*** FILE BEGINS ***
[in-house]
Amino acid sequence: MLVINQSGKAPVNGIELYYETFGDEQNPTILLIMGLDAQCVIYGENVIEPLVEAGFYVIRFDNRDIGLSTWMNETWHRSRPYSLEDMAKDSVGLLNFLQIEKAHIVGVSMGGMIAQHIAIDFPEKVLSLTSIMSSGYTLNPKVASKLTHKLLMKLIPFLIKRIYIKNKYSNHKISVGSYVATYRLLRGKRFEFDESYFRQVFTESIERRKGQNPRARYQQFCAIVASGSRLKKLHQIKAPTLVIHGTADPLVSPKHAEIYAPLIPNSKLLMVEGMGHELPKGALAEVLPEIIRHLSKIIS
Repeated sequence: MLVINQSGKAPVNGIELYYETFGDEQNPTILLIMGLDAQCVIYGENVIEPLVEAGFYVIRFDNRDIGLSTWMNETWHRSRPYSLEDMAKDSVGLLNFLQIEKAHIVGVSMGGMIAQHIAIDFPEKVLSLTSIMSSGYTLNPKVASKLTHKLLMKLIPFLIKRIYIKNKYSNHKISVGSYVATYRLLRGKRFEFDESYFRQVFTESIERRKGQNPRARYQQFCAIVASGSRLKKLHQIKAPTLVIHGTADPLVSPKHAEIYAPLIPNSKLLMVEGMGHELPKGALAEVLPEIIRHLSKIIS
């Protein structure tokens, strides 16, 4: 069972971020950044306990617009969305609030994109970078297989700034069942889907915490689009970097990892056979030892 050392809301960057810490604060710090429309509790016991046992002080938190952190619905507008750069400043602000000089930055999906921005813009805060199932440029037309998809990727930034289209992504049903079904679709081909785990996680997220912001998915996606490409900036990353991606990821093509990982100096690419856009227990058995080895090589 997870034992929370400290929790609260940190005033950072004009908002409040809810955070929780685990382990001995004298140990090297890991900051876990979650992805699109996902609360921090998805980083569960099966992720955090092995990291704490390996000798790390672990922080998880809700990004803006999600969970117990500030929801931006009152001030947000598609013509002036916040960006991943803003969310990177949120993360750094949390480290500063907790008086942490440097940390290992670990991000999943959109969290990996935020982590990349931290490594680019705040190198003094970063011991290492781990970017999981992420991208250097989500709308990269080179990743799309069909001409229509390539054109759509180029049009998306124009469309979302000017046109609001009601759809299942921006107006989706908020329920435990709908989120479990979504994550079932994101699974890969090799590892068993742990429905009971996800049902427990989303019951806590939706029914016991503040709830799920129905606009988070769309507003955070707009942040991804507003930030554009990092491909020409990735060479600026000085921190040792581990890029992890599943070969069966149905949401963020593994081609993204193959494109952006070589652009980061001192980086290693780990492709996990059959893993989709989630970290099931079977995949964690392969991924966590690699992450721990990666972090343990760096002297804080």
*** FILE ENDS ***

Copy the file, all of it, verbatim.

[in-house]
Amino acid sequence: MLVINQSGKAPVNGIELYYETFGDEQNPTILLIMGLDAQCVIYGENVIEPLVEAGFYVIRFDNRDIGLSTWMNETWHRSRPYSLEDMAKDSVGLLNFLQIEKAHIVGVSMGGMIAQHIAIDFPEKVLSLTSIMSSGYTLNPKVASKLTHKLLMKLIPFLIKRIYIKNKYSNHKISVGSYVATYRLLRGKRFEFDESYFRQVFTESIERRKGQNPRARYQQFCAIVASGSRLKKLHQIKAPTLVIHGTADPLVSPKHAEIYAPLIPNSKLLMVEGMGHELPKGALAEVLPEIIRHLSKIIS
Repeated sequence: MLVINQSGKAPVNGIELYYETFGDEQNPTILLIMGLDAQCVIYGENVIEPLVEAGFYVIRFDNRDIGLSTWMNETWHRSRPYSLEDMAKDSVGLLNFLQIEKAHIVGVSMGGMIAQHIAIDFPEKVLSLTSIMSSGYTLNPKVASKLTHKLLMKLIPFLIKRIYIKNKYSNHKISVGSYVATYRLLRGKRFEFDESYFRQVFTESIERRKGQNPRARYQQFCAIVASGSRLKKLHQIKAPTLVIHGTADPLVSPKHAEIYAPLIPNSKLLMVEGMGHELPKGALAEVLPEIIRHLSKIIS
């Protein structure tokens, strides 16, 4: 069972971020950044306990617009969305609030994109970078297989700034069942889907915490689009970097990892056979030892 050392809301960057810490604060710090429309509790016991046992002080938190952190619905507008750069400043602000000089930055999906921005813009805060199932440029037309998809990727930034289209992504049903079904679709081909785990996680997220912001998915996606490409900036990353991606990821093509990982100096690419856009227990058995080895090589 997870034992929370400290929790609260940190005033950072004009908002409040809810955070929780685990382990001995004298140990090297890991900051876990979650992805699109996902609360921090998805980083569960099966992720955090092995990291704490390996000798790390672990922080998880809700990004803006999600969970117990500030929801931006009152001030947000598609013509002036916040960006991943803003969310990177949120993360750094949390480290500063907790008086942490440097940390290992670990991000999943959109969290990996935020982590990349931290490594680019705040190198003094970063011991290492781990970017999981992420991208250097989500709308990269080179990743799309069909001409229509390539054109759509180029049009998306124009469309979302000017046109609001009601759809299942921006107006989706908020329920435990709908989120479990979504994550079932994101699974890969090799590892068993742990429905009971996800049902427990989303019951806590939706029914016991503040709830799920129905606009988070769309507003955070707009942040991804507003930030554009990092491909020409990735060479600026000085921190040792581990890029992890599943070969069966149905949401963020593994081609993204193959494109952006070589652009980061001192980086290693780990492709996990059959893993989709989630970290099931079977995949964690392969991924966590690699992450721990990666972090343990760096002297804080």